358      visitors methods dictionary. If it doesn't exist, then `visit_B` is
359      looked up, where `B` is the base class of `C`. The process continues,
360      until the method is found. This is guaranteed to terminate,
361      since visit_ADT method is defined.
362
363      Note: Non ADTs will be silently ignored.
364
365      Once the method is found it is called. It is the method's responsiblity
366      to recurse into sub-elements, e.g., call run method.
367
368      For example, suppose that we want to count negative values in
369      some BIL expression:
370
371      class CountNegatives(Visitor):
372          def __init__(self):
373              self.neg = False
374              self.count = 0
375
376          def visit_Int(self, int):
377              if int.arg < 0 and not self.neg \
378                or int.arg > 0 and self.neg:
379                  self.count += 1
380
381          def visit_NEG(self, op):
382              was = self.neg
383              self.neg = not was
384              self.run(op.arg)
385              self.neg = was
386
387      We need to keep track on the unary negation operator, and, of
388      course, we need to look for immediates, so we override two methods:
389      visit_Int for Int constructor and visit_NEG for counting unary minuses.
390      (Actually we should count for bitwise NOT operation also, since it will
391      change the sign bit also, but lets forget about it for the matter of the
392      exercise (and it can be easily fixed just by matching visit_UnOp)).
393
394      When we hit visit_NEG we toggle current sign, storing its previous value
395      and recurse into the operand. After we return from the recursion, we restore
396      the sign.
397
398      """
399
401          """Default visitor.
402
403          This method will be called for those data types that has
404          no specific visitors. It will recursively descent into all
406          """
411
412 -    def __induct(self, xs):
413          return next((r for r in (self.run(x) for x in xs) if r), None)
414
416          """Deconstructs sequences"""
418
420          """Deconstructs maps"""
422
423
426
427          """
429
430              for meth in ("enter", "visit", "leave"):
432                      name = "{0}_{1}".format(meth, cls.__name__)
433                      fn = getattr(self, name, None)
434                      if fn is not None:
436                          if r is not None:
437                              return r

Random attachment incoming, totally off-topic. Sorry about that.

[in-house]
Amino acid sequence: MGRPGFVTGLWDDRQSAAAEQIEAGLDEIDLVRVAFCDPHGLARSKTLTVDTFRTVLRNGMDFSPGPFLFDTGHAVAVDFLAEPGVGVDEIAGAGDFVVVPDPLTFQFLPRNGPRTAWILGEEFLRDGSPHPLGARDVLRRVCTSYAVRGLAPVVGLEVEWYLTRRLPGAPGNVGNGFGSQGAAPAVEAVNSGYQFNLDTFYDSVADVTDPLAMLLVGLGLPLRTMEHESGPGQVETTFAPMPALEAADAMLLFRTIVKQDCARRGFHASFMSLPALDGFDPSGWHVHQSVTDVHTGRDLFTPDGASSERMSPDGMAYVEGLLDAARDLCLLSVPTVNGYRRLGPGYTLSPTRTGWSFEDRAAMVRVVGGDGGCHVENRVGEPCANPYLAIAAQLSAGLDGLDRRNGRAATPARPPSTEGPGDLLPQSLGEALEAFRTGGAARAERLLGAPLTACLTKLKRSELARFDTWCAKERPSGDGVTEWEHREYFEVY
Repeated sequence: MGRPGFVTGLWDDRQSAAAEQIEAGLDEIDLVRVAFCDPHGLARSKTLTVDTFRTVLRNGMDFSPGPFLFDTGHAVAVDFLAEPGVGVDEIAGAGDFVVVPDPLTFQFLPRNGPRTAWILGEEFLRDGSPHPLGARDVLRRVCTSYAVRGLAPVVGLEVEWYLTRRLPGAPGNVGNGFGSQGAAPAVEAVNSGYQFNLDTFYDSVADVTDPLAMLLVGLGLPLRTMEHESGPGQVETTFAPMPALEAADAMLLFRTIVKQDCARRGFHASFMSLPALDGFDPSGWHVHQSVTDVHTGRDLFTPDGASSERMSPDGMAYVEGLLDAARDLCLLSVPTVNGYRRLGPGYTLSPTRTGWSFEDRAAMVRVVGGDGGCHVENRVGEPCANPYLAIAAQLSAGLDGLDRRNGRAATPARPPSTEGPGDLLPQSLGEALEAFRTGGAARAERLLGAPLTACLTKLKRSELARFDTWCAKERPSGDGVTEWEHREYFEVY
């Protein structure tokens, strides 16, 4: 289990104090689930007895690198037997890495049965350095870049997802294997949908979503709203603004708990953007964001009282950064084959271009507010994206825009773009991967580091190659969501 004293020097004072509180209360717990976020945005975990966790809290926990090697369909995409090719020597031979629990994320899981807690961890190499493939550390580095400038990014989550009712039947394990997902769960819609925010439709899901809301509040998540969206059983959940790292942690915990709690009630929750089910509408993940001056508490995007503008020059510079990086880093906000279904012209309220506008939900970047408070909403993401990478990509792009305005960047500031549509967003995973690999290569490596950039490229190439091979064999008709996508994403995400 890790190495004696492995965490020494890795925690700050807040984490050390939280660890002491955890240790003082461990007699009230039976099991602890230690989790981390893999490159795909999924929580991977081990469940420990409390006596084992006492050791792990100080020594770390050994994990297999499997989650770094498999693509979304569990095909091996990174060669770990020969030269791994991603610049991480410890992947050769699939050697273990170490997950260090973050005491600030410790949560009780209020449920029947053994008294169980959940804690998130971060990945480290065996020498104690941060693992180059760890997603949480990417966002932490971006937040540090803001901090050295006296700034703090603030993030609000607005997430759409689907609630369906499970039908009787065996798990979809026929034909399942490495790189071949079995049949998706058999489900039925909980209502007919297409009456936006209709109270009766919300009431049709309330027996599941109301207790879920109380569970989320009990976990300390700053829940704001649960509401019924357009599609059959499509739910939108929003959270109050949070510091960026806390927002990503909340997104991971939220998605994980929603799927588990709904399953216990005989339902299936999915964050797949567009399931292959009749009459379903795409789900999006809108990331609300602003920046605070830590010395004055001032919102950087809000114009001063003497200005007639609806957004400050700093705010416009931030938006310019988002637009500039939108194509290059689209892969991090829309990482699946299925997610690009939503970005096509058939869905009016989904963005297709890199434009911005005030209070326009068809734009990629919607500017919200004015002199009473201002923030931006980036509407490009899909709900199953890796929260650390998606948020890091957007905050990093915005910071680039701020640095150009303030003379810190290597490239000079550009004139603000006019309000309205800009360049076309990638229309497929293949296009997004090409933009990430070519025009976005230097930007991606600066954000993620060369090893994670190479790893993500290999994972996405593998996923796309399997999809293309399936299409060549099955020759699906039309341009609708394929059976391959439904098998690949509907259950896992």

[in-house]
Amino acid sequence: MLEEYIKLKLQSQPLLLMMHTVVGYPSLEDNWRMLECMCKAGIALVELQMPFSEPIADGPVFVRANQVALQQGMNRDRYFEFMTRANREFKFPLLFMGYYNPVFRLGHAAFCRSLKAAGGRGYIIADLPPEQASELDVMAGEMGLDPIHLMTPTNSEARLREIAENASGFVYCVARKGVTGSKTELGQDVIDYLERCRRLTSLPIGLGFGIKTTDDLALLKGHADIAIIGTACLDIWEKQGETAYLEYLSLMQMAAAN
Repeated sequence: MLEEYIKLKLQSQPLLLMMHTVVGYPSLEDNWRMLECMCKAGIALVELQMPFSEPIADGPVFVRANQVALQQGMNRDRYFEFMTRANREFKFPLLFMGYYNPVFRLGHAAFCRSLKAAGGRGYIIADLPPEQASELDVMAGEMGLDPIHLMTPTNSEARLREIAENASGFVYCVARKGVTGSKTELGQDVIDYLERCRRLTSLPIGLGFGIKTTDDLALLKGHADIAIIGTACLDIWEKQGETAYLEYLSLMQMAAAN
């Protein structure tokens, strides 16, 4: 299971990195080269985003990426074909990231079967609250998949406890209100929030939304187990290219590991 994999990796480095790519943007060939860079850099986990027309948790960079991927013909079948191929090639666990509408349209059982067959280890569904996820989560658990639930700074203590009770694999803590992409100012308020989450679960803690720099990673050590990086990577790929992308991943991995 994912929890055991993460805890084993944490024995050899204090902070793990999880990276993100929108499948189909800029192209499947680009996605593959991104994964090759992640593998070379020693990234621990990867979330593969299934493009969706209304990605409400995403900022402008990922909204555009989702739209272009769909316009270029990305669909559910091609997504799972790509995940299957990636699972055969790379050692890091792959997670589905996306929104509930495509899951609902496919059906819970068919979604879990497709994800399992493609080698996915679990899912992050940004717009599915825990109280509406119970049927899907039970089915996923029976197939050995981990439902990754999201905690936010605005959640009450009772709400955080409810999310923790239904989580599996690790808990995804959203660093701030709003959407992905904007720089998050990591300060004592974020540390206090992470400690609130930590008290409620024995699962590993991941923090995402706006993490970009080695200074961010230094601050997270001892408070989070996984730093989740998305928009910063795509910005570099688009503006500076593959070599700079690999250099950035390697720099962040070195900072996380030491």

438                          if meth == "visit":
439                              break
440
442 -    def __init__(self, *args) :
443          super(Seq,self).__init__(args)
444          self.elements = args[0]
445
446 -    def __getitem__(self,i) :
447          return self.elements.__getitem__(i)
448
449 -    def __len__(self) :
450          return self.elements.__len__()
451
452 -    def find(self,key, d=None) :
453          """find(key[, d=None]) -> t
454
455          Looks up for a term that matches with a given key.
456
457          If the key is a string, starting with `@' or `%', then a term
458          with the given identifier name is returned.  Otherwise a term
459          with a matching `name' attribute is returned (useful to find
460          subroutines).
461
462          If a key is an instance of Tid class, then a term with
463          corresponding tid is returned.
464
465          If a key is a number, or an instance of `bil.Int' class, then
466          a term with a matching address is returned.
467
468          Example
469          -------
470
471          In the following example, all searches return the
472          same object
473
474
475          >>> main = proj.program.subs.find('main')
476          >>> main = proj.program.subs.find(main.id)
477          >>> main = proj.program.subs.find(main.id.name)
478          """
479          def by_id(t,key) : return t.id == key
480          def by_name(t,key) :
481              if key.startswith(('@','%')):
482                  return t.id.name == key
483              else:
484                  return hasattr(t,'name') and t.name == key
487              if value is not None:
489
491          if isinstance(key,str):
492              test = by_name
493          elif isinstance(key,Tid):
494              test = by_id
495          elif isinstance(key,Int):
496              key = key.value
498
499          for t in self :
500              if test(t,key) : return t
501          return d
502
503
505 -    def __init__(self, *args) :
506          super(Map,self).__init__(args)
507          self.elements = dict((x.arg[0],x.arg[1]) for x in args[0])
508
509 -    def __getitem__(self,i) :
510          return self.elements.__getitem__(i)
511
512 -    def __len__(self) :
513          return self.elements.__len__()
514
515 -    def __iter__(self) :
516          return self.elements.__iter__()
517
518
520
523              visitor.run(x)
524      else:
526      return visitor
527
528
529
530
531  if __name__ == "__main__":
532 -    class Fruit(ADT) : pass
533 -    class Bannana(Fruit) : pass
534 -    class Apple(Fruit) : pass
535
536      assert(Bannana() == Bannana())
537      assert(Bannana() != Apple())
538      assert(  Apple() <  Bannana())
539
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```